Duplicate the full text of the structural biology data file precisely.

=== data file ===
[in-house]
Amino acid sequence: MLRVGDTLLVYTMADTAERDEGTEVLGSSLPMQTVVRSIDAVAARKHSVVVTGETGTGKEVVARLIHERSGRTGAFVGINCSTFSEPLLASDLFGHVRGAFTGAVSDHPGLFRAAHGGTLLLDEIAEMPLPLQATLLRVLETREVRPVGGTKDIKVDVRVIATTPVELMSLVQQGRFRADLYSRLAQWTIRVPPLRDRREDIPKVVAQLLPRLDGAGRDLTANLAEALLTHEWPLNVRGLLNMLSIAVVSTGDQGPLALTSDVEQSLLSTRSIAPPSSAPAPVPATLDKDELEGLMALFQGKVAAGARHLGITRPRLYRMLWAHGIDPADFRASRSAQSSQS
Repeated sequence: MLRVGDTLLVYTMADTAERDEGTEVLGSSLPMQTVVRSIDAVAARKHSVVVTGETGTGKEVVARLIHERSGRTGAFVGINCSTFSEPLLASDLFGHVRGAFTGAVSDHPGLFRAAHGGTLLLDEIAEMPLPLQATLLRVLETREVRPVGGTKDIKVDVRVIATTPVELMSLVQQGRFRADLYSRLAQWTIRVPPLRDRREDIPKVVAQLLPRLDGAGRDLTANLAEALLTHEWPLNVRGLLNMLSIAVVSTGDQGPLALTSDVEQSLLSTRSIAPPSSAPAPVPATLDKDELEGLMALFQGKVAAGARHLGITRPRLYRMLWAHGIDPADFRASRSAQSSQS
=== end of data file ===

[in-house]
Amino acid sequence: MLRVGDTLLVYTMADTAERDEGTEVLGSSLPMQTVVRSIDAVAARKHSVVVTGETGTGKEVVARLIHERSGRTGAFVGINCSTFSEPLLASDLFGHVRGAFTGAVSDHPGLFRAAHGGTLLLDEIAEMPLPLQATLLRVLETREVRPVGGTKDIKVDVRVIATTPVELMSLVQQGRFRADLYSRLAQWTIRVPPLRDRREDIPKVVAQLLPRLDGAGRDLTANLAEALLTHEWPLNVRGLLNMLSIAVVSTGDQGPLALTSDVEQSLLSTRSIAPPSSAPAPVPATLDKDELEGLMALFQGKVAAGARHLGITRPRLYRMLWAHGIDPADFRASRSAQSSQS
Repeated sequence: MLRVGDTLLVYTMADTAERDEGTEVLGSSLPMQTVVRSIDAVAARKHSVVVTGETGTGKEVVARLIHERSGRTGAFVGINCSTFSEPLLASDLFGHVRGAFTGAVSDHPGLFRAAHGGTLLLDEIAEMPLPLQATLLRVLETREVRPVGGTKDIKVDVRVIATTPVELMSLVQQGRFRADLYSRLAQWTIRVPPLRDRREDIPKVVAQLLPRLDGAGRDLTANLAEALLTHEWPLNVRGLLNMLSIAVVSTGDQGPLALTSDVEQSLLSTRSIAPPSSAPAPVPATLDKDELEGLMALFQGKVAAGARHLGITRPRLYRMLWAHGIDPADFRASRSAQSSQS